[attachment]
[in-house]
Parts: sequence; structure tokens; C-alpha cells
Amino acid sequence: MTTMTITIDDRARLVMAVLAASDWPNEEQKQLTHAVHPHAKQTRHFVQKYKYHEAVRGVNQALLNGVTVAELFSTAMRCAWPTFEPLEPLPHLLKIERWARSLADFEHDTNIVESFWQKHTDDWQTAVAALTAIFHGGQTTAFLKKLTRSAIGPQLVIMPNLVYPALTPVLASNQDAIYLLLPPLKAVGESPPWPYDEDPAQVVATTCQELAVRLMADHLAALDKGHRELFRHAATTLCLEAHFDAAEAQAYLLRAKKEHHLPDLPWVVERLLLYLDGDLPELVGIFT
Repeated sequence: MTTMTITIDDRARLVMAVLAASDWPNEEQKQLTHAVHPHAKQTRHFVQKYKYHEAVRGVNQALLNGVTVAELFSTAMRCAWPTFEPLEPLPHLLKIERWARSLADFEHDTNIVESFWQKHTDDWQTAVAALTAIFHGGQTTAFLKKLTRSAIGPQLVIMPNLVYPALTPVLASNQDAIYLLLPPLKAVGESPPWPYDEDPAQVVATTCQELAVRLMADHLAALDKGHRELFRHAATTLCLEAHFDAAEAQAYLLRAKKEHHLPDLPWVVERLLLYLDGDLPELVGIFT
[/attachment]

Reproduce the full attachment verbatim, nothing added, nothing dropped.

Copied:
[in-house]
Parts: sequence; structure tokens; C-alpha cells
Amino acid sequence: MTTMTITIDDRARLVMAVLAASDWPNEEQKQLTHAVHPHAKQTRHFVQKYKYHEAVRGVNQALLNGVTVAELFSTAMRCAWPTFEPLEPLPHLLKIERWARSLADFEHDTNIVESFWQKHTDDWQTAVAALTAIFHGGQTTAFLKKLTRSAIGPQLVIMPNLVYPALTPVLASNQDAIYLLLPPLKAVGESPPWPYDEDPAQVVATTCQELAVRLMADHLAALDKGHRELFRHAATTLCLEAHFDAAEAQAYLLRAKKEHHLPDLPWVVERLLLYLDGDLPELVGIFT
Repeated sequence: MTTMTITIDDRARLVMAVLAASDWPNEEQKQLTHAVHPHAKQTRHFVQKYKYHEAVRGVNQALLNGVTVAELFSTAMRCAWPTFEPLEPLPHLLKIERWARSLADFEHDTNIVESFWQKHTDDWQTAVAALTAIFHGGQTTAFLKKLTRSAIGPQLVIMPNLVYPALTPVLASNQDAIYLLLPPLKAVGESPPWPYDEDPAQVVATTCQELAVRLMADHLAALDKGHRELFRHAATTLCLEAHFDAAEAQAYLLRAKKEHHLPDLPWVVERLLLYLDGDLPELVGIFT